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Changing family structures could complicate holiday plans

The changing nature of family structures and the rise of ‘blended’ families and couples choosing not to marry means it is not unusual for a parent to have a different surname to their dependent children.

According to the latest published Office for National Statistics (ONS) Families & Household Survey data*, in 2017 there were 19 million families in the UK: 12.9 million married or civil partner couple families with 3.3 million cohabiting couple families and 2.8 million lone parent families.

Dependent children

The same ONS data shows that the percentage of dependent children living in cohabiting couple families (including both opposite and same-sex couples) increased to 15% by 2017 while dependent children living in a married couple family fell to 64%. The percentage of dependent children living in lone parent families changed little at around 20%.

A dependent child is defined in law as any person aged 0 to 15 in a household (whether or not in a family) or a person aged 16 to 18 in full-time education and living in a family with his or her parent(s) or grandparent(s). In 2017 there were at least 1,255 cohabiting families where dependent children had different surnames to their parents, and that number is likely to have increased since the last set of published figures.

Travelling abroad as a family with dependent children

With the school summer break looming and families planning holidays abroad the UK’s airports and seaports will soon be filled with families of every kind, but many people are not aware of the problems adults and children having different surnames can cause when it comes to travelling abroad as a family.

Security staff are under increasing pressure to check the safety and identity of children travelling into and out of the UK. Parents will be stopped at security checks and asked questions to establish their relationship with their children. Depending on how those questions are answered, some bona fide families may be turned away and holiday plans ruined.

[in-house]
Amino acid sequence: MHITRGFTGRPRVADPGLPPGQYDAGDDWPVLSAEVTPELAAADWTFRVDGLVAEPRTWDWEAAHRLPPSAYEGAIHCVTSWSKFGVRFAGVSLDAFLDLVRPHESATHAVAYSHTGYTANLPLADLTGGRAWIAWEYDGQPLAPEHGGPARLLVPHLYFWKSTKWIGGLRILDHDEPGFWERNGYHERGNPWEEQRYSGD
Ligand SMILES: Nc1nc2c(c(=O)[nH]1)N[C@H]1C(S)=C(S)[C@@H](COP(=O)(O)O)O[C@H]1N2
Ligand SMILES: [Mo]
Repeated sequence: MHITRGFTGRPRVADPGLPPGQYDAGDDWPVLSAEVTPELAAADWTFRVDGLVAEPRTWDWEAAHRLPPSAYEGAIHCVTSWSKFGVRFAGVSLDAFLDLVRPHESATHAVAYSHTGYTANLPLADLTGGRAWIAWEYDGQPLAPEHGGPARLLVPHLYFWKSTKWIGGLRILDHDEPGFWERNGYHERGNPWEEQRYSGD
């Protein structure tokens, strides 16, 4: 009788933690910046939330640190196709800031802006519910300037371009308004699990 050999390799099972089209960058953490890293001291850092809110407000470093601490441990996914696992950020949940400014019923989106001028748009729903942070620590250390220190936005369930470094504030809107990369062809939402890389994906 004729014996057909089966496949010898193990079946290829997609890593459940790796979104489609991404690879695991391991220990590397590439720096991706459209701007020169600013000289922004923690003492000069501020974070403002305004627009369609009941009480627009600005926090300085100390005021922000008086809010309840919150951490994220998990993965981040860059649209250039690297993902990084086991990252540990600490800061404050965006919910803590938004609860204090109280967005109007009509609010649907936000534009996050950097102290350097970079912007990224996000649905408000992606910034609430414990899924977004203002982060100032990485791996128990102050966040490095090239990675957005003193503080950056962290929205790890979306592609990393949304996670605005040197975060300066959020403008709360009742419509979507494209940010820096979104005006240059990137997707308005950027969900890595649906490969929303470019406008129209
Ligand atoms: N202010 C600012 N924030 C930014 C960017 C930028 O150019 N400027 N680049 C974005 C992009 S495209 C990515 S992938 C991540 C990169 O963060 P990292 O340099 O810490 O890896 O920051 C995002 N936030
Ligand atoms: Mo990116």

The right documents for parents

Irrespective of the nature of their relationship, it is wise for parents to make the process as straightforward as possible by making sure they have the right documents to hand.

Home Office guidance advises that, when going abroad with children, you should carry evidence that confirms the nature of your relationship. This can include a copy of a birth or adoption certificate which illustrates your relationship with the children and/or divorce or marriage certificates if you are the parent but have a different surname.

The right documents for grandparents or divorced parents

Grandparents or divorced parents travelling alone with their children would be best advised to obtain a letter from the children’s parent(s) authorising the children to travel with the adult. The letter should state that the children are permitted to travel abroad with you and should include the parent(s) contact details.

To minimise the risk of a stressful encounter at the security desk, best practice no matter what your family circumstances would be to simply contact the airline or travel company beforehand to explain your situation and ask what they require from you.

*ONS families & Household survey data 2017 www.ons.gov.uk/peoplepopulationandcommunity/birthsdeathsandmarriages/families/bulletins/familiesandhouseholds/2017#main-points

Disclaimer

This document is for informational purposes only and does not constitute legal advice. It is recommended that specific professional advice is sought before acting on any of the information given.

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